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10 common fermented foods to include in your diet from now on

Fermentation is a fascinating process used for centuries to preserve and transform food. It involves the action of beneficial bacteria, yeasts, or molds that break down sugars and carbohydrates in the food, unlocking new flavours, textures, and beneficial compounds. Let's dive into the world of fermented foods and explore some different types available, along with their unique flavours and characteristics.


Sauerkraut:

Sauerkraut is a classic lacto-fermented food made from shredded cabbage (usually white cabbage) that has been salted and left to ferment. The cabbage releases liquid, creating its own brining solution. The fermentation process gives it a tangy and slightly sour flavour. It's often used as a topping or side dish and it can contain good gut bacteria, when it's not pasteurized.


Kimchi:

Originating from Korea, kimchi is a spicy lacto-fermented vegetable dish, typically made from nappa cabbage or radishes, and a blend of seasonings such as chilli powder, garlic, and ginger. Kimchi follows the same principle as sauerkraut: Lactic acid bacteria are present in the raw cabbage. When submerged in a salty brine, these bacteria convert the sugars into lactic acid, which is a natural preservative.

Kimchi offers a vibrant combination of spicy, sour, and umami flavours. Kimchi is a functional food and a versatile ingredient in various dishes. In Korea, they usually eat it as a side dish or mixed with rice.


cabbage sauerkraut and ragi kimchi jar

Kombucha:

Kombucha is a popular fermented drink made from sweetened tea that undergoes fermentation by a symbiotic culture of bacteria and yeast (SCOBY). Acetic Acid Bacteria usually dominate this bacterial community in kombucha. It results in a fizzy, tangy, and slightly sweet beverage with a wide range of flavours, depending on the ingredients used during fermentation. Common flavours include fruity, floral, or herbal variations. You can enjoy kombucha on its own, in a cocktail, or add it to your smoothies and vinaigrettes.


Water Kefir:

Water kefir is a non-dairy fermented beverage made by fermenting sugar water with water kefir grains. These grains are a combination of bacteria and yeast cultures (different from the milk kefir) that transform the sugars into organic acids, carbonation, and other beneficial compounds. Water kefir has a mild and slightly sweet taste, often with fruity or floral undertones. It is a great alternative to milk-based kefir.

Ragi apricot kombucha and ragi raspberry water kefir

Milk Kefir:

Milk kefir is a fermented drink that is made by adding milk kefir grains to milk. Kefir grains are a combination of bacteria and yeast cultures that ferment the sugars in milk, resulting in a tangy and slightly effervescent beverage. Usually, it's made with cows' or goat's milk, but it can also be made with fatty plant-based milk like coconut, cashew or almond. Milk kefir has a creamy texture and a tart, refreshing flavour.


Yoghurt:

Yoghurt is a well-known fermented product made by adding specific bacterial cultures to milk. The fermentation process converts lactose (milk sugar) into lactic acid, creating a creamy and tangy product. Nowadays you can find great yoghurts made of cashews, soy, or even chickpeas that are as nutritious (sometimes even more) than animal milk yoghurts. Yoghurt comes in various flavours and can be enjoyed plain or with added fruits, nuts, or natural sweeteners.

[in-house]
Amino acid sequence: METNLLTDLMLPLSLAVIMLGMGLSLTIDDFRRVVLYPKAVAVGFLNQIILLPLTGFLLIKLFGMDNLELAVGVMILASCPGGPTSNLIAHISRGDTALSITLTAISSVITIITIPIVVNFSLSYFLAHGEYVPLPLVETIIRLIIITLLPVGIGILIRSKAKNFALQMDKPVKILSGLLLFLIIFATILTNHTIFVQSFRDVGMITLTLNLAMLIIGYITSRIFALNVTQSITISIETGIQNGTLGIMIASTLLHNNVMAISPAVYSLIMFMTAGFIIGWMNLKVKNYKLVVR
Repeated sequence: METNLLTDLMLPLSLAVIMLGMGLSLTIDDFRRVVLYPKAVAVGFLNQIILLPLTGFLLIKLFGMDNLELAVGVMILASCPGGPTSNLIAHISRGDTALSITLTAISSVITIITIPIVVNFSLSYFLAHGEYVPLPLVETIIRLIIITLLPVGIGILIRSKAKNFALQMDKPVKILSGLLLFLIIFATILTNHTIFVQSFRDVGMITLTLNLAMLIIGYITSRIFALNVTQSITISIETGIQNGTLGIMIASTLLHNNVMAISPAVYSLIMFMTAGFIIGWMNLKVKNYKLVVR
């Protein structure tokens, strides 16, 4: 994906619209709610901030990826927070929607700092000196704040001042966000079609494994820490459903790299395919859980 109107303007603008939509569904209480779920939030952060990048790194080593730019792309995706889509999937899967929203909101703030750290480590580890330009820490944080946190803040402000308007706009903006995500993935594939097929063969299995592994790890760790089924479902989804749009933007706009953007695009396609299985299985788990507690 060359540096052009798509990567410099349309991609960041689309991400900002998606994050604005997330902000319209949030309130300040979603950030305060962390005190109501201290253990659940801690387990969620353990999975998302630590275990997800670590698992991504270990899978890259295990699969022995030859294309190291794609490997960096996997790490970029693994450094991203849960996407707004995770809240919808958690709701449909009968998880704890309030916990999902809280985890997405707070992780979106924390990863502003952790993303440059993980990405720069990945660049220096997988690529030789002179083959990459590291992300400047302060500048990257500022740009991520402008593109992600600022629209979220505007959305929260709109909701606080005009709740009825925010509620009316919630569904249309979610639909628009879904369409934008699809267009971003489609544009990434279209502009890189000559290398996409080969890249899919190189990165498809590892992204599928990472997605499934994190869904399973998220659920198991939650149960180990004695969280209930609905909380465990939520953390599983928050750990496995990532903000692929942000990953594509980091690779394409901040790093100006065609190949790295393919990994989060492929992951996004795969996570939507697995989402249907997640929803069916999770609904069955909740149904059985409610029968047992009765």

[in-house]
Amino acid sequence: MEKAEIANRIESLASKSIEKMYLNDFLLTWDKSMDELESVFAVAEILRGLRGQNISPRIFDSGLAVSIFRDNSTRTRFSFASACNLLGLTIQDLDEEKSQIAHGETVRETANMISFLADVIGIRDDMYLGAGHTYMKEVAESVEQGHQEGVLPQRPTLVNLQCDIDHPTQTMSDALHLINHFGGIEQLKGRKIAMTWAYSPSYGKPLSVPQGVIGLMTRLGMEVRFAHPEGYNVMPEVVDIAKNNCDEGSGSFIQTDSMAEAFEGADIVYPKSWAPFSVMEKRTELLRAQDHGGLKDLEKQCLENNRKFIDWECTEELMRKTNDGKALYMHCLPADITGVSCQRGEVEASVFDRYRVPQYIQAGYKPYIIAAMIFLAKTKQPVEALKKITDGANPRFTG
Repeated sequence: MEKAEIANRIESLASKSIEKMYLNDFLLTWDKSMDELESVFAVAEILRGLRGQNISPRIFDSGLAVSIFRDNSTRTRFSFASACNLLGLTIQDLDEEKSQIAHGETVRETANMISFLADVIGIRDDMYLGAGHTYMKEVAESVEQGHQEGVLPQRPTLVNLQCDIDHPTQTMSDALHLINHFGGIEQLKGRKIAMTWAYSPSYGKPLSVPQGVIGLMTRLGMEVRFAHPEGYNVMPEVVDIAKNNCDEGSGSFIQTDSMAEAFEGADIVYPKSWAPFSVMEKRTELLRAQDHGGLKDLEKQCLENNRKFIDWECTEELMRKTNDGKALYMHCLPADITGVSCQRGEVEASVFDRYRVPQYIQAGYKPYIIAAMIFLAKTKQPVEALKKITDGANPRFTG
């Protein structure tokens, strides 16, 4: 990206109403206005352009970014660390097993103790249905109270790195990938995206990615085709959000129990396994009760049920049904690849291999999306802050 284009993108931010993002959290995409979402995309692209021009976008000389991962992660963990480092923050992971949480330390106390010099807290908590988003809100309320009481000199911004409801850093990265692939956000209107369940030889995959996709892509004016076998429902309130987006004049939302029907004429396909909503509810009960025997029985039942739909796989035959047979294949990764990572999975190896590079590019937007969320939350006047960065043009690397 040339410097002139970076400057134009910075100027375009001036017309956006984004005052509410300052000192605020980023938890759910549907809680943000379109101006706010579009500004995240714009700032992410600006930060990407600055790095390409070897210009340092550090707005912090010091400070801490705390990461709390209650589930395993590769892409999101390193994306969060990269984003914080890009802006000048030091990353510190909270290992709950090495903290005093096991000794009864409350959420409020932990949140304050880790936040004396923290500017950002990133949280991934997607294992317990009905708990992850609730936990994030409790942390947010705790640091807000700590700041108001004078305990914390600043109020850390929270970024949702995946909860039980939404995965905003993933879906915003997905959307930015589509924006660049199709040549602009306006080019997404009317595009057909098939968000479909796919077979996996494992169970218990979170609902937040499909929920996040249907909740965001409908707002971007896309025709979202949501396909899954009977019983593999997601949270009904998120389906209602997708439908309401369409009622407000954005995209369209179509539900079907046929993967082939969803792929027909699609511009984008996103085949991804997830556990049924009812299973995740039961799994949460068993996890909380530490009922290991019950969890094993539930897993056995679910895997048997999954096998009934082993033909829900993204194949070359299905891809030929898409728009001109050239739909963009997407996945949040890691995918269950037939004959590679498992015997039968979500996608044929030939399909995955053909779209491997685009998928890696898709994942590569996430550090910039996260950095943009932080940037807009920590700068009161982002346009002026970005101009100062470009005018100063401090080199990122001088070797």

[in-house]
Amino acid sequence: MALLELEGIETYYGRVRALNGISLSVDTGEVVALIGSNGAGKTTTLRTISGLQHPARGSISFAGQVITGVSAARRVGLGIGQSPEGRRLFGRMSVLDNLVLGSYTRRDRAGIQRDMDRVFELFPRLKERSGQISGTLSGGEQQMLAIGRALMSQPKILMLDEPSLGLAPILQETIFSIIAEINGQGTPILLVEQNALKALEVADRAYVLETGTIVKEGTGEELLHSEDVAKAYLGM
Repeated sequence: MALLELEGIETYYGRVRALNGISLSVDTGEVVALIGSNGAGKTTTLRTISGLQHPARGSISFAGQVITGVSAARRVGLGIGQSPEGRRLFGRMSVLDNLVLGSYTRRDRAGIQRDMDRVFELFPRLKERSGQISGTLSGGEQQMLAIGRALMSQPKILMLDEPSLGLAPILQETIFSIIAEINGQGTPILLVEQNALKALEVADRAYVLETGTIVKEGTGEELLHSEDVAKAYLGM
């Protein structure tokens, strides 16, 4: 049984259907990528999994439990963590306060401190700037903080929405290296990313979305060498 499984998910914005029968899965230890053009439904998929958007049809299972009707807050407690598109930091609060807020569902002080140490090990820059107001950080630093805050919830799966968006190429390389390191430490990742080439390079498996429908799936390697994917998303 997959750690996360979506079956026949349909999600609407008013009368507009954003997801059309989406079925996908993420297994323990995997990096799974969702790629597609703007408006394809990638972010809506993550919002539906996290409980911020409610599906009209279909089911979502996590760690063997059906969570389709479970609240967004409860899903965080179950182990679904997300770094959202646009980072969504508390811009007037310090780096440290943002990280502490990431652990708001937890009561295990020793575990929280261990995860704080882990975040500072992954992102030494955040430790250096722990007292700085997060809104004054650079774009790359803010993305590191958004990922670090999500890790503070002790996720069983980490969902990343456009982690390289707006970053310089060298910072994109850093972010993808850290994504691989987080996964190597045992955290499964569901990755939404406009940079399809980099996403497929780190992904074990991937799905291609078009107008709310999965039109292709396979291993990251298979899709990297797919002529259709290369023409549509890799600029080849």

Milk kefir and plant-based yoghurt

Miso:

Miso is a traditional Japanese fermented paste made from soybeans, rice or barley, salt, and a mold culture called koji. It has a rich, savoury, and slightly salty taste. Miso is commonly used as a base for soups, marinades, and sauces, adding depth and complexity to dishes.


Tempeh:

Tempeh is a popular plant-based protein food made from fermented beans (usually soy), inoculated with a mold of the genus Rhizopus. It has a firm texture and a nutty, earthy flavour. Tempeh is often used as a meat substitute in various dishes and provides a range of nutrients, including protein, and fibre.


Unpasteurized miso paste and Ragi soy tempeh

Fermented Pickles:

Pickles are cucumbers or other vegetables that have been submerged in a brine solution and left to ferment. This process results in pickles with a tangy, sour, and often crunchy texture. Fermented pickles offer a unique flavour profile compared to vinegar-based pickles.


Vinegar:

Vinegar is a fermented liquid that is commonly used in cooking, pickling, and as a condiment. It is made by fermenting the sugars present in various food sources, such as fruits, grains, or wine, using specific strains of bacteria. The fermentation process converts the sugars into acetic acid, giving vinegar its distinctive tangy flavour. There are different types of vinegar available, such as apple cider vinegar, balsamic vinegar, rice vinegar, and more, each with its own unique flavour profile and culinary uses.


Fermented pickles in glass jar and raw vinegars

The world of fermented foods is vast and diverse, offering a wide range of flavours and textures. From sauerkraut to kombucha, yoghurt to miso, and many more, each fermented food has distinct characteristics and properties. .


Incorporating various fermented foods into your diet not only adds depth and complexity to your meals but also introduces beneficial gut bacteria. Explore this fascinating world of flavours and experiment with different fermented foods to find your favourites!


You can find some of these amazing fermented products in our shop




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